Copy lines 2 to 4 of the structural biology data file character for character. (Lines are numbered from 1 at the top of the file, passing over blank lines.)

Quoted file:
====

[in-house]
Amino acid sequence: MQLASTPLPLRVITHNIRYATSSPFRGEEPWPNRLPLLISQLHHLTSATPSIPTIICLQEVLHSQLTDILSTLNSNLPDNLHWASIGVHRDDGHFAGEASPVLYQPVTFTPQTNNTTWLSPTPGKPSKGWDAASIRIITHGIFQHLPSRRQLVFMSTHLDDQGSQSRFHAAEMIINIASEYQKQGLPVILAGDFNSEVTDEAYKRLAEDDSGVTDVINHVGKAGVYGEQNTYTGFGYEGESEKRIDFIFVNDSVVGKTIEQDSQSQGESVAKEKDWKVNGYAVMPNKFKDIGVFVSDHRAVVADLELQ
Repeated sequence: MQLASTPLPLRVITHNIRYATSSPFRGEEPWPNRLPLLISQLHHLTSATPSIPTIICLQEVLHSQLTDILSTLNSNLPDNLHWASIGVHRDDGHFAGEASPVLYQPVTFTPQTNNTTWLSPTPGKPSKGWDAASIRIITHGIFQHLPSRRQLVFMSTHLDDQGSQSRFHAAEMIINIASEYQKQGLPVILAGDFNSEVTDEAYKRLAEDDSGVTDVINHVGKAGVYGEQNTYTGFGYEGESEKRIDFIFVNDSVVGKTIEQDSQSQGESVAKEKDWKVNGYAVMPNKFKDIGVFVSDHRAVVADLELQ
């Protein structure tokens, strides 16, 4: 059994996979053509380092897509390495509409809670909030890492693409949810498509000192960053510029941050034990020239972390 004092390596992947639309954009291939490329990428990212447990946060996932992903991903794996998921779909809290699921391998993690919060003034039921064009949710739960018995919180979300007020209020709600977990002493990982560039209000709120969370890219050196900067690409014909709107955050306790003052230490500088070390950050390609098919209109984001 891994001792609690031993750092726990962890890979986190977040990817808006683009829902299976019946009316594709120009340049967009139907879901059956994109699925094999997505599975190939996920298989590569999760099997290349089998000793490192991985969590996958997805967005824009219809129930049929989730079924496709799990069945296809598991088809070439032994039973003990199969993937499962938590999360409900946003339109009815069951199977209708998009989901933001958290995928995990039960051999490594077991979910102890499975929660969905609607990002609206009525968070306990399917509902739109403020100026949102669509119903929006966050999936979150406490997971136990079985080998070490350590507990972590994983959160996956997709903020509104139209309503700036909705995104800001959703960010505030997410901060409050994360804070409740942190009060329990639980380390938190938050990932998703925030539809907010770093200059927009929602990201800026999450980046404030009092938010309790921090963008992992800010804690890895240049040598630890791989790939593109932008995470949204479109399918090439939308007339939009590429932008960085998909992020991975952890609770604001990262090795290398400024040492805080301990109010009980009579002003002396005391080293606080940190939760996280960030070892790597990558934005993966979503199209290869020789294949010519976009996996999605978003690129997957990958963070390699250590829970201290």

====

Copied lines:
Amino acid sequence: MQLASTPLPLRVITHNIRYATSSPFRGEEPWPNRLPLLISQLHHLTSATPSIPTIICLQEVLHSQLTDILSTLNSNLPDNLHWASIGVHRDDGHFAGEASPVLYQPVTFTPQTNNTTWLSPTPGKPSKGWDAASIRIITHGIFQHLPSRRQLVFMSTHLDDQGSQSRFHAAEMIINIASEYQKQGLPVILAGDFNSEVTDEAYKRLAEDDSGVTDVINHVGKAGVYGEQNTYTGFGYEGESEKRIDFIFVNDSVVGKTIEQDSQSQGESVAKEKDWKVNGYAVMPNKFKDIGVFVSDHRAVVADLELQ
Repeated sequence: MQLASTPLPLRVITHNIRYATSSPFRGEEPWPNRLPLLISQLHHLTSATPSIPTIICLQEVLHSQLTDILSTLNSNLPDNLHWASIGVHRDDGHFAGEASPVLYQPVTFTPQTNNTTWLSPTPGKPSKGWDAASIRIITHGIFQHLPSRRQLVFMSTHLDDQGSQSRFHAAEMIINIASEYQKQGLPVILAGDFNSEVTDEAYKRLAEDDSGVTDVINHVGKAGVYGEQNTYTGFGYEGESEKRIDFIFVNDSVVGKTIEQDSQSQGESVAKEKDWKVNGYAVMPNKFKDIGVFVSDHRAVVADLELQ
């Protein structure tokens, strides 16, 4: 059994996979053509380092897509390495509409809670909030890492693409949810498509000192960053510029941050034990020239972390 004092390596992947639309954009291939490329990428990212447990946060996932992903991903794996998921779909809290699921391998993690919060003034039921064009949710739960018995919180979300007020209020709600977990002493990982560039209000709120969370890219050196900067690409014909709107955050306790003052230490500088070390950050390609098919209109984001 891994001792609690031993750092726990962890890979986190977040990817808006683009829902299976019946009316594709120009340049967009139907879901059956994109699925094999997505599975190939996920298989590569999760099997290349089998000793490192991985969590996958997805967005824009219809129930049929989730079924496709799990069945296809598991088809070439032994039973003990199969993937499962938590999360409900946003339109009815069951199977209708998009989901933001958290995928995990039960051999490594077991979910102890499975929660969905609607990002609206009525968070306990399917509902739109403020100026949102669509119903929006966050999936979150406490997971136990079985080998070490350590507990972590994983959160996956997709903020509104139209309503700036909705995104800001959703960010505030997410901060409050994360804070409740942190009060329990639980380390938190938050990932998703925030539809907010770093200059927009929602990201800026999450980046404030009092938010309790921090963008992992800010804690890895240049040598630890791989790939593109932008995470949204479109399918090439939308007339939009590429932008960085998909992020991975952890609770604001990262090795290398400024040492805080301990109010009980009579002003002396005391080293606080940190939760996280960030070892790597990558934005993966979503199209290869020789294949010519976009996996999605978003690129997957990958963070390699250590829970201290």